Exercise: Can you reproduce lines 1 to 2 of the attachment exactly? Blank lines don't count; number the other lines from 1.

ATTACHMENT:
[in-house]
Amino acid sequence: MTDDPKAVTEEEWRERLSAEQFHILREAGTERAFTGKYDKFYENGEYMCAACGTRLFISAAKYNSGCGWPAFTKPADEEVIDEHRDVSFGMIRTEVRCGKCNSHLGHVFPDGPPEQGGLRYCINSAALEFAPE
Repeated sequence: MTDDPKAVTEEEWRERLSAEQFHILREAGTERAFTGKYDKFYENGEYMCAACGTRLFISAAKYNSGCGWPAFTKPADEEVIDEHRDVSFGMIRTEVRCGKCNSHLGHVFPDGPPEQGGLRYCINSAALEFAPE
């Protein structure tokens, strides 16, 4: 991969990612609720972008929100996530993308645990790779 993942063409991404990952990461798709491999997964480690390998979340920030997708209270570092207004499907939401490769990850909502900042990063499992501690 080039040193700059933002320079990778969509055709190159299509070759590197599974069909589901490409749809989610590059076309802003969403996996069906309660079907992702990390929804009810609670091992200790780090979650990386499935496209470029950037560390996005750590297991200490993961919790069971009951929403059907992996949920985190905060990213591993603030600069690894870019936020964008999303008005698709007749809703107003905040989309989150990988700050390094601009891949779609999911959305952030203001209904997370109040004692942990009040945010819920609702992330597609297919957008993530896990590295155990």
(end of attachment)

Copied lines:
[in-house]
Amino acid sequence: MTDDPKAVTEEEWRERLSAEQFHILREAGTERAFTGKYDKFYENGEYMCAACGTRLFISAAKYNSGCGWPAFTKPADEEVIDEHRDVSFGMIRTEVRCGKCNSHLGHVFPDGPPEQGGLRYCINSAALEFAPE